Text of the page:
The Independent National Electoral Commission (INEC) has issued a stern warning to candidates and political parties about the dangers of using disguised individuals, public buildings, and places of worship in election campaigns.
The commission requested that all political parties strictly adhere to the Electoral Act’s stipulations in order to avoid penalties. Elections for the presidency and National Assembly were scheduled for February 25, 2023, and INEC had set the campaign period to begin on September 28.
Mr. Festus Okoye, INEC’s National Commissioner and Chairman of its Committee on Information and Voter Education, has cited Section 92 of ] the Electoral Act, 2022 to argue that political campaigns must be conducted in a respectful and non-abusive manner.
Some political parties and their candidates have been known to use theatrical techniques, such as the usage of masqueraders, to enliven and entertain crowds at election rallies in the past. To win over public personnel and religious followers, several candidates also engaged in clandestine campaigning in government buildings and religious institutions, especially churches and mosques.
A political campaign or slogan shall not be tainted with harsh language directly or indirectly likely to hurt religious, ethnic, tribal, or sectional sensibilities,” Okoye added, quoting from the terms of the clause.
Therefore, political campaigns should not use language that is abusive, intemperate, slanderous, or base and is intended to or likely to elicit violent reaction or feelings.
“Subsection 3 specifies that houses of worship, police stations, and public offices may not be utilized for political campaigns, demonstrations, processions, or the promotion, propagation, or criticism of political parties, candidates, programs, or ideologies.
“No political party, aspirant, or candidate shall knowingly employ or use masqueraders in connection with any political campaign or activity.”
Okoye, citing subsection (5) of Section 92, cautioned parties and candidates against training or enlisting the help or services of individuals or groups for the purpose of displaying physical force or coercion in a manner that could arouse reasonable apprehension during the campaigns, as was seen in some previous elections where parties hired thugs to repel detractors.
Some political parties have been known to hire goons in the past to keep their rallies safe and secure against disruption by their opponents.
Okoye clarified Section 6 of the Act, saying, “A political party, aspirant, or candidate shall not keep or use armed private security organization, vanguard, or any other group or individual by whatever name called for the purpose of providing security, assisting, or aiding the political party or candidate in whatever manner during campaigns, rallies, processions, or elections.”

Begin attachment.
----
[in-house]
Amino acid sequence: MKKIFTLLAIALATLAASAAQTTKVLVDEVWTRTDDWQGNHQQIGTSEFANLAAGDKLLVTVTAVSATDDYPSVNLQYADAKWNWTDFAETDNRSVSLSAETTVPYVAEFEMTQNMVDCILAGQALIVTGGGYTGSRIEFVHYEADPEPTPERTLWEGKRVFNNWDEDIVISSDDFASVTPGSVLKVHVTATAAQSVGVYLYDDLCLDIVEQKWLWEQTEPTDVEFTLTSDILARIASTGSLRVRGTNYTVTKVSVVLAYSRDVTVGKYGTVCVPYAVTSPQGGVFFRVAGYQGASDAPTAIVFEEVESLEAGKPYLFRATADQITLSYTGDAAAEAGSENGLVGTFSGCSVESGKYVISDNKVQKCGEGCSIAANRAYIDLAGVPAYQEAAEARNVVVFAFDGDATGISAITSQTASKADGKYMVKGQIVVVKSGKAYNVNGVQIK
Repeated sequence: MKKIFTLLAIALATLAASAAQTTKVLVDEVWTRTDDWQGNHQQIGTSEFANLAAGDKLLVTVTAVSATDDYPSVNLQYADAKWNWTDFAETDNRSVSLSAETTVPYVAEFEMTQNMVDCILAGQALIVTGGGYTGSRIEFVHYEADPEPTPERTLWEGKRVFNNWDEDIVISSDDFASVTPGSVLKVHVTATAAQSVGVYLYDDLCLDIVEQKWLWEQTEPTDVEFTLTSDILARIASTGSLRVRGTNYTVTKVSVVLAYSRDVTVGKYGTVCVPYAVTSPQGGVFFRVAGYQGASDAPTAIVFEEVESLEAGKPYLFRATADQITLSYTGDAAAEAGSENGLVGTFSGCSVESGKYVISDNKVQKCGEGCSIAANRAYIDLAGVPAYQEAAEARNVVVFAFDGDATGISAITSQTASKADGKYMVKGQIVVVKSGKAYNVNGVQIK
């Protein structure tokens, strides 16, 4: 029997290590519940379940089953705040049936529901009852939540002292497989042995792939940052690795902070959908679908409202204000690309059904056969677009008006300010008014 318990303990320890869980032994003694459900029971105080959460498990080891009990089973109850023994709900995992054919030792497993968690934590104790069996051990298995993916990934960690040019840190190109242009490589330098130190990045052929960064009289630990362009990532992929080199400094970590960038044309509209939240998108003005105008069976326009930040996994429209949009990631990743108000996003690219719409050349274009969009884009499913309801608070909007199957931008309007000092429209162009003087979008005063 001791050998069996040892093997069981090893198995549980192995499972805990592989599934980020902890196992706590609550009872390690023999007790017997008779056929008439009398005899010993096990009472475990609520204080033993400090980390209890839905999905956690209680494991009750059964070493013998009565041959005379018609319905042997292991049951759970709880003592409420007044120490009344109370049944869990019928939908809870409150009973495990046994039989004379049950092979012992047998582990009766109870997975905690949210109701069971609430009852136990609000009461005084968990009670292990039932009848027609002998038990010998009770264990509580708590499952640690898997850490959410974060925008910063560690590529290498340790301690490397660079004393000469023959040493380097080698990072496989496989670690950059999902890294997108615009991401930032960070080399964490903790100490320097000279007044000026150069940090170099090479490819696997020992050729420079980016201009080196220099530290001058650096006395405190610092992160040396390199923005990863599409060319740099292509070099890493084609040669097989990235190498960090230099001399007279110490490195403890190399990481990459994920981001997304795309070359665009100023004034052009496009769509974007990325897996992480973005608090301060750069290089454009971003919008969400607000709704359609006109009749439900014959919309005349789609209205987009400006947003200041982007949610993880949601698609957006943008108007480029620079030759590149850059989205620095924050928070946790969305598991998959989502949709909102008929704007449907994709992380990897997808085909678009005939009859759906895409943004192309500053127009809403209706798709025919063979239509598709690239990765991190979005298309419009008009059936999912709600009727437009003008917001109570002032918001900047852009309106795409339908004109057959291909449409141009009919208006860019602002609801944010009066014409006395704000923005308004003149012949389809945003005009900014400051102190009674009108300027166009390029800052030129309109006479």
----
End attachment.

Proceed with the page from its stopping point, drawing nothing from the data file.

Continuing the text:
The national commissioner for INEC stressed the importance of compliance, saying that the Act’s provisions for sanctions against offenders should be given top priority by all parties and candidates.
In conjunction with subsections 7(a)(b) and 8, Okoye stated, “A political party, aspirant, or candidate who contravenes any of the provisions of Section 92 of the Act commits an offence and is liable on conviction to a maximum fine of N1,000,000 or imprisonment for a term of 12 months; and in the case of a political party, to a fine of N2,000,000 in the first instance, and N1,000,000 for any subsequent offence.”
A fine of N500,000 or imprisonment for a term of three years, or both, may be imposed upon anyone who “aids or abets a political party, an aspirant, or a candidate in organizing or equipping any person or group for the purpose of enabling them to be employed for the use or display of physical force.”
He went on to say, “Section 93 of the Act prohibits a party, candidate, aspirant, person or group of persons from directly or indirectly threatening any person with the use of force or violence during any political campaign to compel that person or any other person to support or refrain from supporting a political party or candidate.”
To quote the actual text of the law: “A political party, candidate, aspirant, person, or group of persons that contravenes the provisions of Section 93(1) of the Act commits an offence and is liable on conviction to a maximum fine of N1,000,000 or imprisonment for a term of 12 months; and in the case of a political party, to a fine of N2,000,000 in the first instance, and N500,000 for any subsequent offence.”
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